If excellent pain relief is obtained from the first epidural injection, there will be no need to repeat it. If there is a partial benefit (greater than 30% relief from pain) the epidural injection can be repeated for possible additional benefit, or it may be necessary to conduct additional tests to more accurately determine what is causing the patient's pain. Up to three epidural steroid injections may be performed within a one-year period, spaced at least two to four weeks apart. If the initial injection provides minimal benefit (less than 30% pain relief) the physician may either repeat the injection, or try a different type of injection or treatment.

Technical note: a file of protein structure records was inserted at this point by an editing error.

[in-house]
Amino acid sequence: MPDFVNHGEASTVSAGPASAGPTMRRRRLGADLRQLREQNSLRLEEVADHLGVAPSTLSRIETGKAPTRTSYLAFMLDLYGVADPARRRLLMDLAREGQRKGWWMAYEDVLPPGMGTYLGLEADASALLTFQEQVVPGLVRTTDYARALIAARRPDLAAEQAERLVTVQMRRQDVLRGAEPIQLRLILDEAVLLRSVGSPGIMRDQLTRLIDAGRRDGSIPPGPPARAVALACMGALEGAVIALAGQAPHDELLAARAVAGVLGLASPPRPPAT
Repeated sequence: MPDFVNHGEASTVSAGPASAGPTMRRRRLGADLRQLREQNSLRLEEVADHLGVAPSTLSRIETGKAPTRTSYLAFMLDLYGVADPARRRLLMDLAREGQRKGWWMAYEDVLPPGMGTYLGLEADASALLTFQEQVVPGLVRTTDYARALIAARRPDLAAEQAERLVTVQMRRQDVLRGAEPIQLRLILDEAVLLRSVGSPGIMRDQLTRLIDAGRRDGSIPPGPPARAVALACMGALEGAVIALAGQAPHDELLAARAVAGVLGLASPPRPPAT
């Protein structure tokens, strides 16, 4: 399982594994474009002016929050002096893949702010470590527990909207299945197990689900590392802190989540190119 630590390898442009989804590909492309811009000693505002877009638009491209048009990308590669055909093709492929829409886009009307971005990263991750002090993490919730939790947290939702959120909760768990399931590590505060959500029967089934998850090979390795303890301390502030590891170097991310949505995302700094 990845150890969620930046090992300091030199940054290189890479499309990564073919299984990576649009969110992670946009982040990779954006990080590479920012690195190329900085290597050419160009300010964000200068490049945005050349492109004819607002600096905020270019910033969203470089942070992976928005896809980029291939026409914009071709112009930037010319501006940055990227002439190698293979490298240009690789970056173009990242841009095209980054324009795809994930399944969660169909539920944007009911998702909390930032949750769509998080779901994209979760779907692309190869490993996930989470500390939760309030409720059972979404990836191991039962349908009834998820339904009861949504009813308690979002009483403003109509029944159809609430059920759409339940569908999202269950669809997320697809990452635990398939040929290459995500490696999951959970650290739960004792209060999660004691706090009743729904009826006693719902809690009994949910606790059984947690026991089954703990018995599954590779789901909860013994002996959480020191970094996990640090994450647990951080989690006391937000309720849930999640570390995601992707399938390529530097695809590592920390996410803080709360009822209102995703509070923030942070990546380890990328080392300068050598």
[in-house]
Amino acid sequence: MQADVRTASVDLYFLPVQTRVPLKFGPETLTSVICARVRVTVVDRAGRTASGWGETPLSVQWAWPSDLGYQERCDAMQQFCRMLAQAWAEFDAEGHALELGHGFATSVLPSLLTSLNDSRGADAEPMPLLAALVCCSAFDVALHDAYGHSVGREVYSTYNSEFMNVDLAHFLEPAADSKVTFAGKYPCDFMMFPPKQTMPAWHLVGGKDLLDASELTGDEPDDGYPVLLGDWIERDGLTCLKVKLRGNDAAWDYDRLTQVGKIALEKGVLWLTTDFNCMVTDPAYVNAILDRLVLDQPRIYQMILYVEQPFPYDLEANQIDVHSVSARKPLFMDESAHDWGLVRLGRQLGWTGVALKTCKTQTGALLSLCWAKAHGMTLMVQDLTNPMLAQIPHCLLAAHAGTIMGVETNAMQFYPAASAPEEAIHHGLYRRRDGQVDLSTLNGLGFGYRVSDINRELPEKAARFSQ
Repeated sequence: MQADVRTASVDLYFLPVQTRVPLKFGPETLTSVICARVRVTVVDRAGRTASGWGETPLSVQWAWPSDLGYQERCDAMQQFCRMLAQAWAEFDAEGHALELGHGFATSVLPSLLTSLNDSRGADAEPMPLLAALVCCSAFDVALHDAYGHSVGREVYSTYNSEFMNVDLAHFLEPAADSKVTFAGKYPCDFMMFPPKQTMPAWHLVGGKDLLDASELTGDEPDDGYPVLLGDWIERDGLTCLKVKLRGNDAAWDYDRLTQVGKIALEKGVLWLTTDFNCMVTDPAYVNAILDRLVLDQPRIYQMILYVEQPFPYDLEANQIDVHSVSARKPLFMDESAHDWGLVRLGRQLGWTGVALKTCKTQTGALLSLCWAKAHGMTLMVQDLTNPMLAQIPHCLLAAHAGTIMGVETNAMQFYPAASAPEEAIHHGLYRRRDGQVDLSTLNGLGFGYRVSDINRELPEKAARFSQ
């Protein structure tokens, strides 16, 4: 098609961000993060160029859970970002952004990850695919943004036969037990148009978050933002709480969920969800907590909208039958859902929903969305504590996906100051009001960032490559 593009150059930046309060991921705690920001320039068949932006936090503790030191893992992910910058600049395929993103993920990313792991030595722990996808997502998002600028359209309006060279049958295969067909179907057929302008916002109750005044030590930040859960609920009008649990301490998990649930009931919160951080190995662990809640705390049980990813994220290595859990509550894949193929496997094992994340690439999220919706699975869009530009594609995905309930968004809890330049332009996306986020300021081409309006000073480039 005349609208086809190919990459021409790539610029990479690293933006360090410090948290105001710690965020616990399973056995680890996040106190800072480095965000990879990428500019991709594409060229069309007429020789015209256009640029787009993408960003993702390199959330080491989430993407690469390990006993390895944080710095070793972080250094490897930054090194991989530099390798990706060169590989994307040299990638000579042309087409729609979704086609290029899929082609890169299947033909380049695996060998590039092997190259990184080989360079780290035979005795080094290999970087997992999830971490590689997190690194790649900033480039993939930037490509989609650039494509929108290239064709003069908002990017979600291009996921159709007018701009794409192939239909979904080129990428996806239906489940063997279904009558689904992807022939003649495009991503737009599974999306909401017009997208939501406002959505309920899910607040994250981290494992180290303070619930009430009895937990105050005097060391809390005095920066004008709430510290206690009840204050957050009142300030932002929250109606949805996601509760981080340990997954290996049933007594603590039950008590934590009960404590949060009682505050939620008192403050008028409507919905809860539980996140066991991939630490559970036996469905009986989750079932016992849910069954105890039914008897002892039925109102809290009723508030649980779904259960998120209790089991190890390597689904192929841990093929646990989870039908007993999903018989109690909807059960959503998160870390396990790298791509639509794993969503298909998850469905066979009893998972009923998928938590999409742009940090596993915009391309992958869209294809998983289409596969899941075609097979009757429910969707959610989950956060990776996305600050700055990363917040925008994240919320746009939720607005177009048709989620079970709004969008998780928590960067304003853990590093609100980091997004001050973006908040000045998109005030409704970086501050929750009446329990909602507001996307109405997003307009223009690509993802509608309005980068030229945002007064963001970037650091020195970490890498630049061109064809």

These case reports indicate fluoroscopic guidance will not insure or prevent intrathecal perforation or spinal cord penetration during the administration of cervical epidural steroid injections. In addition, although intravenous sedations during cervical epidural steroid injections have been used numerous times without reported complications, it appears intravenous sedation in these two cases resulted in the inability of the patient to experience the expected pain and paresthesias at the time of spinal cord irritation. Therefore, the authors conclude that the patient should be fully awake during the administration of cervical epidural steroid injections, with only local anesthetic in the skin used for analgesia.